Alpo Added to Pet Food Recall

Retailers and consumers are dealing with yet another recall of pet food, while confusion continues to grow over the precise source of contamination.

The popular dog food Alpo Prime Cuts in Gravy is being pulled from store shelves, and for the first time a dry pet food, Hills for cats, is being recalled.

The Food and Drug Administration reported Friday that melamine, a chemical used in plastics, was found by tests to have been the contaminant. Earlier, a New York State lab reported that it was rat poison.

All recalls have one thing in common -- wheat gluten purchased from suppliers in China. Wheat gluten is a source of protein.

On the New York City's East Side today, anxious pet owners continued to flood the waiting room of veterinarian Timnah Lee as well as her phone lines.

Lee said that pet owners are doing the right thing by seeking tests if they are concerned about their cats and dogs. But she added the rolling recalls have required her to play catch up.

"It's still very worrisome," she said. "It doesn't instill much faith in these food companies."

She, like the owners of her patients, is dealing with uncertainty.

"It's scary for veterinarians and also for clients themselves, with their pets," Lee said.

Nestle Purina PetCare said the Alpo recall was voluntary. Spokesman Keith Schopp said it was not the result of his company's testing, but a reaction to the FDA's announcement Friday that melamine had been found in wheat gluten from a Chinese supplier.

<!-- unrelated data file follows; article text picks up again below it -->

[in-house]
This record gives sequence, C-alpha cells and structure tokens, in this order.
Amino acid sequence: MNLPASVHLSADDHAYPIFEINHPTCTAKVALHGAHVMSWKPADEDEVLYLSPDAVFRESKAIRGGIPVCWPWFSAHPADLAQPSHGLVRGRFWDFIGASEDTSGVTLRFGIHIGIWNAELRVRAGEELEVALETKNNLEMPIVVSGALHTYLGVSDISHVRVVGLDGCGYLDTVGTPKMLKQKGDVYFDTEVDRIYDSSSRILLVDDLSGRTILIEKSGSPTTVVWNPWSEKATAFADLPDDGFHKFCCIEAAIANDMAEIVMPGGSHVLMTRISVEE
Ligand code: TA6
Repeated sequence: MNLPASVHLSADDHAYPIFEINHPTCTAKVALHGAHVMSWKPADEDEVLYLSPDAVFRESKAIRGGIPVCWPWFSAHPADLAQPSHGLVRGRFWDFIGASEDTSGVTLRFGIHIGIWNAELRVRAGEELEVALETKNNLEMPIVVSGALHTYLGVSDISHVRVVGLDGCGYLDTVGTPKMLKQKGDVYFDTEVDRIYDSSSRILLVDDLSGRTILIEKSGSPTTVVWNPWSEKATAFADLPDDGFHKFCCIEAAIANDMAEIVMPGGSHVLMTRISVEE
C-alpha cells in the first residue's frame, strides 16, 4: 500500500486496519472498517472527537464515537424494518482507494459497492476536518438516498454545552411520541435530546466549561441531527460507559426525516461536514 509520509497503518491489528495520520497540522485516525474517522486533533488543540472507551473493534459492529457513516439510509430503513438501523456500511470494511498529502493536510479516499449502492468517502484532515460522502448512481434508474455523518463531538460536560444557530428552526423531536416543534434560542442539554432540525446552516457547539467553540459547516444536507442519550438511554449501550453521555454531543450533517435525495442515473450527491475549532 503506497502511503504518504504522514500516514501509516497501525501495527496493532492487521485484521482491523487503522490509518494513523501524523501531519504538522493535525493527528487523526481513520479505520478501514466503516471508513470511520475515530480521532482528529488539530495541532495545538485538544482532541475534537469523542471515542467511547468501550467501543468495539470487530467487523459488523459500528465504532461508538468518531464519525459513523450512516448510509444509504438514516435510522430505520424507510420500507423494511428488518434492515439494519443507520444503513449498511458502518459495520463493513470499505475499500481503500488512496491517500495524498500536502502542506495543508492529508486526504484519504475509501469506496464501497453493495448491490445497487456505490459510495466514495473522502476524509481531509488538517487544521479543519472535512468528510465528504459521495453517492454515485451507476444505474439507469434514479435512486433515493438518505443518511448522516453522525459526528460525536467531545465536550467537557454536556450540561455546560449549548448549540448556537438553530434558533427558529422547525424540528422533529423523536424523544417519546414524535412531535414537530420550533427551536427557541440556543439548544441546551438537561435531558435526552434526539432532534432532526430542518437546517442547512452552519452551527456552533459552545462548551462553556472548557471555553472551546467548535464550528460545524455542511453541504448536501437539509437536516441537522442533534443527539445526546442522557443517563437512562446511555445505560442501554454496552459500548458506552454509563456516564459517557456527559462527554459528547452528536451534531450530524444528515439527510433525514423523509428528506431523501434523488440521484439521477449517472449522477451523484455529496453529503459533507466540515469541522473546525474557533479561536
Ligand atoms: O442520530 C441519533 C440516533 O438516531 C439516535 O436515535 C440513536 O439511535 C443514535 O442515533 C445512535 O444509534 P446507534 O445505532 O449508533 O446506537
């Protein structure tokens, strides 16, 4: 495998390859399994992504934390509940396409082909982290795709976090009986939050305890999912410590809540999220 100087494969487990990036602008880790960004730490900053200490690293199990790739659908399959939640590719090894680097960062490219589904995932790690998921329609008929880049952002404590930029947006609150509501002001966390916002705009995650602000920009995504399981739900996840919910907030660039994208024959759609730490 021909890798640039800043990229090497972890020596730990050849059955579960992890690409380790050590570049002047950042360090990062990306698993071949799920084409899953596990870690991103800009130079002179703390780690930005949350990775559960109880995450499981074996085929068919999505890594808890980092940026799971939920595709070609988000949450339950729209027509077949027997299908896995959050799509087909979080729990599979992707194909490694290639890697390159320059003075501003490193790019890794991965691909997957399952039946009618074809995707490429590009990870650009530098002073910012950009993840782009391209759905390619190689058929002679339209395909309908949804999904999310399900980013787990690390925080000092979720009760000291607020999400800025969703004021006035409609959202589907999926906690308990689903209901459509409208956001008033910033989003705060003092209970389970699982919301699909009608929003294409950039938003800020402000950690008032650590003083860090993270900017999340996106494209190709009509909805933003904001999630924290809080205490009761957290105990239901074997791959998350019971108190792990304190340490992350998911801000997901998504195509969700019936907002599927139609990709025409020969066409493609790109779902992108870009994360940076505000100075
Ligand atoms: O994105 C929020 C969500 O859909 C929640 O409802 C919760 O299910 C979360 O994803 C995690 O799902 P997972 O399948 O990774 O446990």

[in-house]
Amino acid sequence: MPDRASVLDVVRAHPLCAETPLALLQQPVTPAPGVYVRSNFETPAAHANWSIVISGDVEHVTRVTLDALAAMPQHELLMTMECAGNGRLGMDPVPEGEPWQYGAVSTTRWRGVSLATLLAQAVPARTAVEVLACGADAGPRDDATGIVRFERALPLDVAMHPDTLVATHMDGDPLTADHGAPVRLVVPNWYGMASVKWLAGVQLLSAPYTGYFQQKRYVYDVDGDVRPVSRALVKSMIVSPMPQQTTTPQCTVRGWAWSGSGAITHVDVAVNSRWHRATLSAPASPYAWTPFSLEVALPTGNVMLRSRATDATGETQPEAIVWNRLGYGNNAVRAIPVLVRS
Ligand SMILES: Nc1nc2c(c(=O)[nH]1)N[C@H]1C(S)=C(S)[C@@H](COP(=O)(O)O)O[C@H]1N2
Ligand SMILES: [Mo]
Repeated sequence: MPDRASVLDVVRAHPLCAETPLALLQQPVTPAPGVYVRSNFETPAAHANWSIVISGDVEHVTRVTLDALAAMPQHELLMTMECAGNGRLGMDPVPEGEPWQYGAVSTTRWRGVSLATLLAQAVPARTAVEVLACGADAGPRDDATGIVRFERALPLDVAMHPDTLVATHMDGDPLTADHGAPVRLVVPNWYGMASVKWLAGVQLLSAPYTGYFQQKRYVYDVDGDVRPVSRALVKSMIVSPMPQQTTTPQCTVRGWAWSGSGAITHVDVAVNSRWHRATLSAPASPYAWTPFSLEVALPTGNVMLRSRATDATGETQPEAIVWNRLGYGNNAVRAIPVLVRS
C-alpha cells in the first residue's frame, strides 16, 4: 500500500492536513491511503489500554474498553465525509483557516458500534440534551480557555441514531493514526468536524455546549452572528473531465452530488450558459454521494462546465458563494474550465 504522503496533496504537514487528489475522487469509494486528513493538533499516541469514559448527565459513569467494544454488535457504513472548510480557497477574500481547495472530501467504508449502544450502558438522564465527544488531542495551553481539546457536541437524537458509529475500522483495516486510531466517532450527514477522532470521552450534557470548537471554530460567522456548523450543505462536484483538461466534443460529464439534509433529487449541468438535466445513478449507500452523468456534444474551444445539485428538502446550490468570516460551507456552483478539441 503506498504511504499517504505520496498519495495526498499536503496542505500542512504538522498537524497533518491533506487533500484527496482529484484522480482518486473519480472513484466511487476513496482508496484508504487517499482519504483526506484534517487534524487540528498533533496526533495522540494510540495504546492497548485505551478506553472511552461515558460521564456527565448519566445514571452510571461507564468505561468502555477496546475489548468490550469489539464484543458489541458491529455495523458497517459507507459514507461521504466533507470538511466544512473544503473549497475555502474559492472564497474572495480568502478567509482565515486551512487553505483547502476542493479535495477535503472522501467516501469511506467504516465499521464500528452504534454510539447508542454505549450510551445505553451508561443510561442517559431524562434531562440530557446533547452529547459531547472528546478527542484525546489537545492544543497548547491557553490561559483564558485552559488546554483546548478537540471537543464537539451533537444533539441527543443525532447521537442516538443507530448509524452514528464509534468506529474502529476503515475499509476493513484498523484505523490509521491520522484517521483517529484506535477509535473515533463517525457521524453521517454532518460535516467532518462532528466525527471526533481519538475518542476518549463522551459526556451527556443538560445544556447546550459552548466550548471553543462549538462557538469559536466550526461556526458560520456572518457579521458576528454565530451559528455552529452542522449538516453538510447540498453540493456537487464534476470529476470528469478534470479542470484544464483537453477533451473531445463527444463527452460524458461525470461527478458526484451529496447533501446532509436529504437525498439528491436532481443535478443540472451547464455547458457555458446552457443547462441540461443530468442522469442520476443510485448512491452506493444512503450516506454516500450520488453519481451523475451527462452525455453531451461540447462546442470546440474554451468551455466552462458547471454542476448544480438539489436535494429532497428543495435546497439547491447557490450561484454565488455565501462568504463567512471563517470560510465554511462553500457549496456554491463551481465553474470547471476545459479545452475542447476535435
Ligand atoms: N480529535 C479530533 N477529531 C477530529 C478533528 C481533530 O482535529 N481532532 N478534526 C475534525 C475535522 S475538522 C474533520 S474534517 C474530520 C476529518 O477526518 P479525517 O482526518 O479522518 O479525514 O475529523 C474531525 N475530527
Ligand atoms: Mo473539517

"Four hours later," said Schopp, "we had reason for concern with a limited amount of production."

That concern was that the same Chinese company involved in earlier recalls had supplied wheat gluten to Nestle Purina's plant in Crete, Neb. Nestle Purina said it was the only one of its 17 production facilities where the wheat gluten was used.

"We're confident that we've isolated this problem," said Schopp.

The company recalled 13.2-ounce and 22-ounce cans of Alpo Prime Cuts in Gravy as well as cans of several sizes in variety packs. All carry the plant code 1159 and the warning, "best before Feb. 2009."

Nestle said customers should immediately stop feeding their pets those products. The same would be true for the Hills cat food.

But all of this has left lingering questions for veterinarians like Lee.

"We want our food to be as good as possible, and most of the time it is," she said. "But something has gone wrong, and we don't know how it happened."

Even before these recalls began, pet owners in many parts of the country had abandoned packaged food for their cats and dogs and were cooking meals instead.

One such pet owner is Maria Sabatine of Sherman Oaks, Calif. She now routinely cooks things like chicken and vegetables for her Pomeranians, Peaches and Rosebud. Long before the recalls, Sabatine was concerned about additives to pet food and the process used in their manufacture.

In her pet meals, Sabatine says, "There are no antibiotics, no growth hormones and no steroids."

And it is now likely others will follow her lead or turn to high-priced organic pet food.